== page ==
• What is DS?
    Archie David, occupational therapist, professor, and executive director of the Independent Living and Learning Center (ILLC) for Special Needs Children in Wack Wack, Mandaluyong City, defines Down’s syndrome as a genetic disorder including a combination of birth defects, causing delays in learning and development. This occurs because the baby’s cells contain an extra copy of chromosome 21.

    Characteristics include: excess skin at the nape; flatter than average back of the head; and a small mouth, making the tongue appear large. “They normally have hypotonia (soft muscle tone), so they have difficulty maintaining proper body alignment,” says Professor David.


    What should I prepare for?

    1. Delays in motor skills development
    Children with DS often have short arms and legs, making it SIMG_0172_CONTENT_IMAGE.jpg

    What is DS?
    Archie David, occupational therapist, professor, and executive director of the Independent Living and Learning Center (ILLC) for Special Needs Children in Wack Wack, Mandaluyong City, defines Down’s syndrome as a genetic disorder including a combination of birth defects, causing delays in learning and development. This occurs because the baby’s cells contain an extra copy of chromosome 21.

    Characteristics include: excess skin at the nape; flatter than average back of the head; and a small mouth, making the tongue appear large. “They normally have hypotonia (soft muscle tone), so they have difficulty maintaining proper body alignment,” says Professor David.


    What should I prepare for?

    1. Delays in motor skills development
    Children with DS often have short arms and legs, making it harder for motor/movement skills to fully develop.

    “They have a good prognosis for being able to walk independently by the age of 2 years. They are likely to be able to speak, but manifest some articulation problems,” explains Professor David.

     

    2. Learning disabilities can be expected
    Arlene Reyes, special education teacher at Community of Learners School for Children in New Manila, Quezon City, says kids with DS will express interest in joining in and imitate what parents and caregivers are doing, but it will take them longer to become skilled at it, needing more help and support.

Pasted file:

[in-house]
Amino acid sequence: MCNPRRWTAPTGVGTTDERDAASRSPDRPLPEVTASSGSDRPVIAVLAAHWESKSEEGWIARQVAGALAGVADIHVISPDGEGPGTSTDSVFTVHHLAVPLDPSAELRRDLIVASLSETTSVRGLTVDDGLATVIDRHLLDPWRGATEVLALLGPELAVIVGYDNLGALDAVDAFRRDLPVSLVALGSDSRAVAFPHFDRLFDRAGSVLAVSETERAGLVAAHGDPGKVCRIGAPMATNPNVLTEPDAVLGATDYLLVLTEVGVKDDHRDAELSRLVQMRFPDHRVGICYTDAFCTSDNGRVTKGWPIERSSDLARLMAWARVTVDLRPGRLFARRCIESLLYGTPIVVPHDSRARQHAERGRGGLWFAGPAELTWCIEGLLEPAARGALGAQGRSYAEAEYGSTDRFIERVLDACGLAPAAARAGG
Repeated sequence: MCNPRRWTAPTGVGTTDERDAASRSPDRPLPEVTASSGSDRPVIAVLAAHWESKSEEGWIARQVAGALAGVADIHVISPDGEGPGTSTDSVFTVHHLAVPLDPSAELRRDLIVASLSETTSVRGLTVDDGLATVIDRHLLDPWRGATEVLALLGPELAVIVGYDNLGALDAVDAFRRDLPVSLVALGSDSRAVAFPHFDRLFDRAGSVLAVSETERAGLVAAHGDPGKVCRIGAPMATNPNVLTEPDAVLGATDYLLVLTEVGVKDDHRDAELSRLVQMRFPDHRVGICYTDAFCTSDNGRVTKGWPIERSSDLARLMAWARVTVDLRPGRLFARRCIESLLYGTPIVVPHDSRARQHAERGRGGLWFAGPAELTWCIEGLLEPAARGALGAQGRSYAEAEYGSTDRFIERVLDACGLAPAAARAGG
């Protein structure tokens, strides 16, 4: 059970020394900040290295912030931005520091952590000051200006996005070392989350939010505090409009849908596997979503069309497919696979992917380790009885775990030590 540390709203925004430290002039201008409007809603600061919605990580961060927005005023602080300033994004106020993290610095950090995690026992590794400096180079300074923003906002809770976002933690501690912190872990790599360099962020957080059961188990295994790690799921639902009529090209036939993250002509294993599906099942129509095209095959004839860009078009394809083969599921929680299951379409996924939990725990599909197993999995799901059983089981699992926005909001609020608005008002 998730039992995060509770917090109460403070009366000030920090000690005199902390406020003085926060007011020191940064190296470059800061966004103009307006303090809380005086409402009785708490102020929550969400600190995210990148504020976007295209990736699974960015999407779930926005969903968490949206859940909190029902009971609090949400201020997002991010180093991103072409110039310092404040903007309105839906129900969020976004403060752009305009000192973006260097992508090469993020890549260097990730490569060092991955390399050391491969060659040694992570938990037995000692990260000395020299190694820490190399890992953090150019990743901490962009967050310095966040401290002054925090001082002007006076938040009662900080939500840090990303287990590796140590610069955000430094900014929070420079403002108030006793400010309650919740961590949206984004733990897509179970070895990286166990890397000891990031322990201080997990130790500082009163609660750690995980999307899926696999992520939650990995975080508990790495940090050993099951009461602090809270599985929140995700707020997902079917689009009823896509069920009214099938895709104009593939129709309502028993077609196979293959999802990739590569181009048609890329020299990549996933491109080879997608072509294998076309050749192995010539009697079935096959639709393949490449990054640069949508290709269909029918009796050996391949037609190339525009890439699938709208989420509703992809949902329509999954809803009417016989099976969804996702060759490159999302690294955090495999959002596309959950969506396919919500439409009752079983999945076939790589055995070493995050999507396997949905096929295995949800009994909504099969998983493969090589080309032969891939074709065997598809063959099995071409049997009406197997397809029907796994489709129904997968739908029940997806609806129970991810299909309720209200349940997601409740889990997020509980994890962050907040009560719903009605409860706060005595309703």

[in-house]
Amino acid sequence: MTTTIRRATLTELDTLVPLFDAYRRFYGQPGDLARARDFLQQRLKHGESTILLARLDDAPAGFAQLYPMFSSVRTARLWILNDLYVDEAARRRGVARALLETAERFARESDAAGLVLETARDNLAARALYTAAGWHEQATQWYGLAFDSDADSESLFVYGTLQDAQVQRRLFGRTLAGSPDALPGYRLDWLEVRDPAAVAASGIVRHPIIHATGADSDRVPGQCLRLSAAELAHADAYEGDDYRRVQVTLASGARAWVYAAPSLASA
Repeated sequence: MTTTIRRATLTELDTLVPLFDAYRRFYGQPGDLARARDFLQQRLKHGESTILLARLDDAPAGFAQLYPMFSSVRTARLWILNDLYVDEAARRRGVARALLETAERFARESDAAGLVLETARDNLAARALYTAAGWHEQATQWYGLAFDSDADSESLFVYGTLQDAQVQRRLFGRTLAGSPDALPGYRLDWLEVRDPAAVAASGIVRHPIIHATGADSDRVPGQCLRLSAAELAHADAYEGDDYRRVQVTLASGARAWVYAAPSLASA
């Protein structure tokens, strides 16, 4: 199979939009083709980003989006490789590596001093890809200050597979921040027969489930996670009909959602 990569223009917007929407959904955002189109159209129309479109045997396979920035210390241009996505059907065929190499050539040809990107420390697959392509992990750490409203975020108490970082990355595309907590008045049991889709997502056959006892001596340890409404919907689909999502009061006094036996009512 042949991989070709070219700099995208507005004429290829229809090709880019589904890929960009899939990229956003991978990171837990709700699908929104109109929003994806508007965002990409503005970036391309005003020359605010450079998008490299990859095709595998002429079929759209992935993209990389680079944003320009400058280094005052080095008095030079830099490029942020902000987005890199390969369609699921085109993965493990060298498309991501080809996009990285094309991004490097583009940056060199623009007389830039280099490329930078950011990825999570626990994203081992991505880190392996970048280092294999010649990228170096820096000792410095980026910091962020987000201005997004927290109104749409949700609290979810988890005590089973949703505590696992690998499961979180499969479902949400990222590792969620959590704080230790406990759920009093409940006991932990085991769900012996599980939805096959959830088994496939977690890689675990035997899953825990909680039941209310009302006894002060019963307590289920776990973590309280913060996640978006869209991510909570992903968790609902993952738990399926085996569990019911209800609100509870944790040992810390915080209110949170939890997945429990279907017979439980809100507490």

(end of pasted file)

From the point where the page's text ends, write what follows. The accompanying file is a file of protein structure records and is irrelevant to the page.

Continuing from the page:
3. Learning difficulties
    Children with DS learn better through observation, also finding it easier to learn to talk if their main words are signed and spoken, although they easily forget new skills just learned. So parents need to patiently repeat what they’re teaching the child.

    4. Physical problems
    More than half of children with Down’s syndrome are born with a heart or bowel problem; surgery may be imperative.


    Where can I get help?
    The silver lining is that today’s quality of health care and early intervention programs for children with Down’s syndrome has greatly improved, with programs including speech and physiotherapy, as well as support groups.

    Always involve your baby in family activities—play with her as you would with any child. She may not be as responsive, but it is still important to talk to her all the time, and respond to her noises.

    Will my child enjoy a full life?
    Special activities may be of great help to the child’s development, but they are unlikely to be the main influence on the child’s development.

    Professor David says, “Still, the best experiences for a baby with Down’s Syndrome come from a happy, loving, and active family.”

     

    SOURCES:

        Archie David, MoccThy, O.T.R.P., occupational therapist, professor, and executive director, Independent Living and Learning Center (ILLC) for Special Needs Children
        Arlene Reyes, special education teacher, Community of Learners School for Children, New Manila, Quezon City
        Susan Castañeda, R.N.
        Need To Know-Down’s Syndrome by Kristina Routh
        Babies with Down’s Syndrome - A New Parent’s Guide by Karen Stray-Gunderson
        Living with Down’s Syndrome by Sue Buckley

     


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